A Murder in a Cordoban Family: The Intertwining of the Theory and Practice of Criminal Law in al-Andalus

By Mohammed Allehbi The history of Islamic criminal justice is not written by its enforcers. In fact, the jurists, judges, and other legal scholars who left us most of the … Continue reading A Murder in a Cordoban Family: The Intertwining of the Theory and Practice of Criminal Law in al-Andalus

Diplomas for Crime and Punishment

By Mohammed Allehbi Despite the lack of surviving archival records from the medieval Islamic world, scribes and other officials would preserve inshāʾ, or administrative documents from the chancery, which they … Continue reading Diplomas for Crime and Punishment

Mirrors for Criminal Magistrates

By Mohammed Allehbi In the medieval Islamic world, shurṭa were overseers of criminal justice, but, paradoxically, the majority were not scholars of the law. The shurṭa was made up of … Continue reading Mirrors for Criminal Magistrates

Detective Stories and Crime Reports

By Mohammed Allehbi Between the eighth and twelfth centuries, military and administrative elites oversaw a complex criminal justice system in the great cities of the Islamic Near East and Mediterranean. … Continue reading Detective Stories and Crime Reports

Skullduggery, Literature, and the Legal Imagination

By Matthew L. Keegan How do we imagine the law? What shapes our sense of how the legal system operates? In a culture saturated with television narratives, one clear avenue … Continue reading Skullduggery, Literature, and the Legal Imagination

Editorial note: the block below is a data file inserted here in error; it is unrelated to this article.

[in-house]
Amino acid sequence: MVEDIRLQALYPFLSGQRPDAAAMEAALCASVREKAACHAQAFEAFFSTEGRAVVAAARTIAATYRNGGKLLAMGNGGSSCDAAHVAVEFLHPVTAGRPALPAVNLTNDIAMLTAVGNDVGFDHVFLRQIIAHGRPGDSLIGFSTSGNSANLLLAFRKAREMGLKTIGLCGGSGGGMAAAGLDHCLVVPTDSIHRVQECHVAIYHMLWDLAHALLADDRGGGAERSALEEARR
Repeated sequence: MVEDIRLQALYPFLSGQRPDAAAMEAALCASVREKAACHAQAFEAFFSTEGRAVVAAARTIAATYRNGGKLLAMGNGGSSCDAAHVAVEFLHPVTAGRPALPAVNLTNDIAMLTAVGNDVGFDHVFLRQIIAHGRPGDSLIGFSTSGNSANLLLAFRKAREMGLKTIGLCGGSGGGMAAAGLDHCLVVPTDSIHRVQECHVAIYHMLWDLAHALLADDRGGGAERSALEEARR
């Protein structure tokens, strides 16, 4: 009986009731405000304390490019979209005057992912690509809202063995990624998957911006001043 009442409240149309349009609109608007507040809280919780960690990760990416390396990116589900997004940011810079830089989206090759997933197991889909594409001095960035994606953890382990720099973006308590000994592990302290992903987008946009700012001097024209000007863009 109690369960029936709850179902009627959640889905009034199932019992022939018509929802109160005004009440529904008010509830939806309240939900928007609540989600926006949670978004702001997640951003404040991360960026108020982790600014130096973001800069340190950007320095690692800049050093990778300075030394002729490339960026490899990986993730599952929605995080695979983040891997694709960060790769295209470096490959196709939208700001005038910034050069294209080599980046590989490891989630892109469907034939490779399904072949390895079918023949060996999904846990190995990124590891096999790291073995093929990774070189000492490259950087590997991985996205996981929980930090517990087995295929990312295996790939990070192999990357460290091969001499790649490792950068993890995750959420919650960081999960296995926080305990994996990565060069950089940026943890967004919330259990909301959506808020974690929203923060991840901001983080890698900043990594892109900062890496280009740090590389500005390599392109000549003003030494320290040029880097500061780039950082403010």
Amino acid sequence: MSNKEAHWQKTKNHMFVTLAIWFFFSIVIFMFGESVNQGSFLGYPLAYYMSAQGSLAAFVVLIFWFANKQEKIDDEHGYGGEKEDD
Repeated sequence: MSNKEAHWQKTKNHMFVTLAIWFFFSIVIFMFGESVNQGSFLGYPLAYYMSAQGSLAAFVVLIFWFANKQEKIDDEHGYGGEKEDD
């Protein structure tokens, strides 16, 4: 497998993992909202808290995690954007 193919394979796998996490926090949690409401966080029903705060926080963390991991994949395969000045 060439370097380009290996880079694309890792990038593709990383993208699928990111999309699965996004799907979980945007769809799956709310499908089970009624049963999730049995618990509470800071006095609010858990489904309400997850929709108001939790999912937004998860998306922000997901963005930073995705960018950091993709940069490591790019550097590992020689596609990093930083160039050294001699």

Moral Registers in Islamic Law, Adab, and Ethics

By Matthew L. Keegan Islamic law is one among several Islamic discourses and normative discourses that intermingled with Islamic epistemes and ecumenes in the pre-modern world. In Marion Holmes Katz's … Continue reading Moral Registers in Islamic Law, Adab, and Ethics

Riddles, Influence, and Borrowing from Rival Legal Schools

By Matthew L. Keegan How did scholars from different Sunnī legal schools respond to and interact with the scholarship of other schools? The answer to this question, of course, depends … Continue reading Riddles, Influence, and Borrowing from Rival Legal Schools

Why Study Islamic Legal Riddles?

By Matthew L. Keegan When I first came across a chapter on legal riddles in the Kitāb al-Ashbāh wa’l-Naẓāʾir of Ibn Nujaym (d. 970/1563) in graduate school, I was immediately … Continue reading Why Study Islamic Legal Riddles?

Weekend Scholarship Roundup

SCHOLARSHIP ROUNDUP On Islamic Law In Peace and Reconciliation in International Islamic Law (Cambridge Scholars Publishing, 2023), Kaleem Hussain (University of Birmingham) "presents a lucid analysis, observing how the sources … Continue reading Weekend Scholarship Roundup

The Challenge of Absence: Writing a History of Salafī practice

By Aaron Rock-Singer In the previous essay, I argued that periodicals constitute a vital source for reconstructing the process by which particular legal rulings emerge as authoritative, as well as … Continue reading The Challenge of Absence: Writing a History of Salafī practice